“At first, I was just like, ‘OK, I have to give myself time to figure this out,’ or ‘Maybe things are really busy right now and they’re tense, I don’t know,’” the individual continued.
“The atmosphere, the vibe, the stress, the constant barrage, it was just … it was unbearable.”
The individual asked to remain anonymous out of fears coming forward could damage their career prospects.
Those allegations added Payette and her secretary, Assunta Di Lorenzo, would “gang up” on staff, calling them “lazy” and belittling their work.
Employees left Di Lorenzo’s office in tears at least once a week, one source said.
Payette, a former astronaut, was appointed in 2017 in a process that has repeatedly faced scrutiny over whether she was appropriately vetted before being named to the prestigious post.
Governors general are appointed by the monarch on the advice of the prime minister, and serve as the monarch’s representative and head of the Canadian state — a position above head of government, which is the prime minister.
Because of that, Trudeau cannot technically fire her on his own the way he might a senior political staffer or advisor.
Instead, he would have needed to take the highly unusual step of speaking with the Queen directly and asking her to dismiss Payette if she refused to step down from the position.
According to the Library of Parliament, there is no evidence such a thing has ever happened before in Canada, nor is there evidence of a Canadian prime minister ever calling for a governor general to resign.
“The governor general would be very foolish if she tried to push back against a request that she resign,” said Barbara Messamore, a historian and a fellow at the Institute for the Study of the Crown in Canada at Massey College.
“Anyway you look at it, it can’t end well for Madame Payette.”
Messamore added there is a clear plan in place for this kind of situation.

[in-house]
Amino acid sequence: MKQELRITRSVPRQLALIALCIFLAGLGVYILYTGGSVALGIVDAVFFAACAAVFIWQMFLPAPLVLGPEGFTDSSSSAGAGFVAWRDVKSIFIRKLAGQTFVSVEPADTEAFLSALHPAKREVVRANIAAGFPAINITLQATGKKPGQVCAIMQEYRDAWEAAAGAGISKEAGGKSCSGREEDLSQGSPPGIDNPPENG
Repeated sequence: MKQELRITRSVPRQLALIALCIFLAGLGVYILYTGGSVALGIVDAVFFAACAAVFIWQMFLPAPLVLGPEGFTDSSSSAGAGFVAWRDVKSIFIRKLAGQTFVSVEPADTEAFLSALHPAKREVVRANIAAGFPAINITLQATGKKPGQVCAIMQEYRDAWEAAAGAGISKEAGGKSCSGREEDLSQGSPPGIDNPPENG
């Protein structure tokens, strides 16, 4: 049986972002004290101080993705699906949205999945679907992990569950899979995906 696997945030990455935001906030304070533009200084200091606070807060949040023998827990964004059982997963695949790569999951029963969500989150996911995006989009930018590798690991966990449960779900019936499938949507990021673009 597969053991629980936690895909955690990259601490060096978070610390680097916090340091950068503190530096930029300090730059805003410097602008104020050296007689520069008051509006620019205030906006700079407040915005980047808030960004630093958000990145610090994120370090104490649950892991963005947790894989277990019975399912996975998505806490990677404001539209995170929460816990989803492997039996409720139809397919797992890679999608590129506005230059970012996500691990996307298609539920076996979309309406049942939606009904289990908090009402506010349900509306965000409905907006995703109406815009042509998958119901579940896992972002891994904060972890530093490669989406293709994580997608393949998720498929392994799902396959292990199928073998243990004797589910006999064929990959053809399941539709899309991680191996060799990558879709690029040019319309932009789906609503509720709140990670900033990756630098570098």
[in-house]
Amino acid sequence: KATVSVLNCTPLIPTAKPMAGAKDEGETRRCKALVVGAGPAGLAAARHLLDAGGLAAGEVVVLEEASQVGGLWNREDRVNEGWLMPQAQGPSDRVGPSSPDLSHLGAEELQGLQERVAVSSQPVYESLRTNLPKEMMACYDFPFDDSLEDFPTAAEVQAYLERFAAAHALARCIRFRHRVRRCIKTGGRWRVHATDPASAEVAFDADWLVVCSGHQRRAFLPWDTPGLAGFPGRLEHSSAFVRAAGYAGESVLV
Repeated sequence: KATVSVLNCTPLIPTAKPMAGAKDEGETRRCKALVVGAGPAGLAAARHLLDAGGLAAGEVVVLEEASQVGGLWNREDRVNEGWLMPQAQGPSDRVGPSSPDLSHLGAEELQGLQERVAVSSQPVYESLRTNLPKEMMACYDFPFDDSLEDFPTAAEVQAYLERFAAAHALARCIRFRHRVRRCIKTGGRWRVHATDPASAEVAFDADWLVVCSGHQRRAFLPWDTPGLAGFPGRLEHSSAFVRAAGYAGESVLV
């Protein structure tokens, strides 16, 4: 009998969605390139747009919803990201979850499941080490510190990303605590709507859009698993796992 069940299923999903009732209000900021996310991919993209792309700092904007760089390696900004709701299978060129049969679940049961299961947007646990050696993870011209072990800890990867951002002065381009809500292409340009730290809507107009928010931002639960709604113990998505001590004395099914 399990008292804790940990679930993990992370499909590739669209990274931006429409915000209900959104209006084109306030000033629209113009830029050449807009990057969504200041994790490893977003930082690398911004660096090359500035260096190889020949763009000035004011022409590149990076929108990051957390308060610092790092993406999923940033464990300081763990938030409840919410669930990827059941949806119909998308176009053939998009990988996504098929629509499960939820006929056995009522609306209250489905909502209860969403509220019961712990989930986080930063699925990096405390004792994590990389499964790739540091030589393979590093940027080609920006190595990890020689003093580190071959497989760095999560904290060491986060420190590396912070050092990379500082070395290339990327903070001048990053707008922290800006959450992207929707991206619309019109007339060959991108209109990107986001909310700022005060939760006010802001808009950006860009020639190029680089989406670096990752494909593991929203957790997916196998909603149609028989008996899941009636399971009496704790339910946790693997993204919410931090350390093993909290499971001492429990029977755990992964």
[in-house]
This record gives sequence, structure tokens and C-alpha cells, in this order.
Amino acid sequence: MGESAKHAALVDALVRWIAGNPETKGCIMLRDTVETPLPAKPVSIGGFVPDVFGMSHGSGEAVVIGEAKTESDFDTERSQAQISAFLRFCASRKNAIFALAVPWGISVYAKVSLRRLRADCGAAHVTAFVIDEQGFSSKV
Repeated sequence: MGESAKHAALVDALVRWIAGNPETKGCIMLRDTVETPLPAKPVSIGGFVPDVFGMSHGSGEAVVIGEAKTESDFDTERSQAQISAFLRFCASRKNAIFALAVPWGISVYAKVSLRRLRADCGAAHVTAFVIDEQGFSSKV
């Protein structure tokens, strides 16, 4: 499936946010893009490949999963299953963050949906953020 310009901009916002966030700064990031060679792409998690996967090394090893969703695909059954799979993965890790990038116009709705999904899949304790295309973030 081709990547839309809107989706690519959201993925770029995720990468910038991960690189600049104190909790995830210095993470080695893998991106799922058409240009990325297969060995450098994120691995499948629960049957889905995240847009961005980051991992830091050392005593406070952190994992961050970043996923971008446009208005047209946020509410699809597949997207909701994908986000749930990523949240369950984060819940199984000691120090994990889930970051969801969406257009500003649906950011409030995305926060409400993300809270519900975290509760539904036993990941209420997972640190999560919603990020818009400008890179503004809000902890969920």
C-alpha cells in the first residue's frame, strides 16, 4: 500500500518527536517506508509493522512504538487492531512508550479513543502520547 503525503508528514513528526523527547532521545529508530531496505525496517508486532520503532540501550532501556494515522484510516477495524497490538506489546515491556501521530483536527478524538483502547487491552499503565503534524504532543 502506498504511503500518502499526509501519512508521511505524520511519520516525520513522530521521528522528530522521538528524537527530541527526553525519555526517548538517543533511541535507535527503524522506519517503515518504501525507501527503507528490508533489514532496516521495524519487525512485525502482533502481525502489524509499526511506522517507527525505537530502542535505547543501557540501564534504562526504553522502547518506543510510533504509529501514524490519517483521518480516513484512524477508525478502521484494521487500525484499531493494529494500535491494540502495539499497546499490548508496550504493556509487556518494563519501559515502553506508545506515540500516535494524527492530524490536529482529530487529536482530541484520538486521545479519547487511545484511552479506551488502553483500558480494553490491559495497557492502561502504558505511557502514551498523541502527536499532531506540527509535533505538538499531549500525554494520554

“If the governor general resigned, there’s a plan for continuity of that function. The chief justice of the Supreme Court could fill in until a successor could be appointed,” she said.
“I think it’s especially important at a time of minority government and a lot of difficult challenges that we have somebody in the post who seems to exercise sound judgment.”
One senior Liberal source who spoke to Global News said there has been significant tension between Payette and Trudeau since the review began in the fall, with Payette giving the impression she was resentful at a perceived lack of public support from the prime minister.
Trudeau called Payette an “excellent” governor general in September.
“We have an excellent governor general right now and I think on top of the COVID crisis, nobody is looking at any constitutional crises,” Trudeau said at the time.
“We have put in place a process to review some of the working conditions at Rideau Hall but that’s not something we’re contemplating right now going further than that.”
The senior Liberal source said the government had hoped Payette would make the decision to resign rather than force a conversation with the Queen in order to seek her termination.
Messamore said the situation playing out now is unique.
“Certainly in Canada, it’s — to the best of my knowledge — unprecedented.”
With files from Global’s Mercedes Stephenson and David Akin.
More to come.